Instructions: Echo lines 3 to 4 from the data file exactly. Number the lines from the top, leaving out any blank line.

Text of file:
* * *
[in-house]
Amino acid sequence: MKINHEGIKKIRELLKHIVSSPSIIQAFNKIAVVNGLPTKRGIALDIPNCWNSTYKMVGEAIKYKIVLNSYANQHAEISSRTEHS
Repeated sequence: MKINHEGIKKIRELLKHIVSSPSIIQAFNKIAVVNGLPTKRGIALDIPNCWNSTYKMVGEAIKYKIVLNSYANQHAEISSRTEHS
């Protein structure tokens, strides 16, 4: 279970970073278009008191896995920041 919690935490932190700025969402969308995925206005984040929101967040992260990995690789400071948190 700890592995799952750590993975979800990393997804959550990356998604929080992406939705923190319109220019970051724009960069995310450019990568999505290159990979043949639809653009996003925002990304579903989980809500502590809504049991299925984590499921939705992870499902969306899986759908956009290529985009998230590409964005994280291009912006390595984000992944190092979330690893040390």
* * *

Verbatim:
Repeated sequence: MKINHEGIKKIRELLKHIVSSPSIIQAFNKIAVVNGLPTKRGIALDIPNCWNSTYKMVGEAIKYKIVLNSYANQHAEISSRTEHS
């Protein structure tokens, strides 16, 4: 279970970073278009008191896995920041 919690935490932190700025969402969308995925206005984040929101967040992260990995690789400071948190 700890592995799952750590993975979800990393997804959550990356998604929080992406939705923190319109220019970051724009960069995310450019990568999505290159990979043949639809653009996003925002990304579903989980809500502590809504049991299925984590499921939705992870499902969306899986759908956009290529985009998230590409964005994280291009912006390595984000992944190092979330690893040390």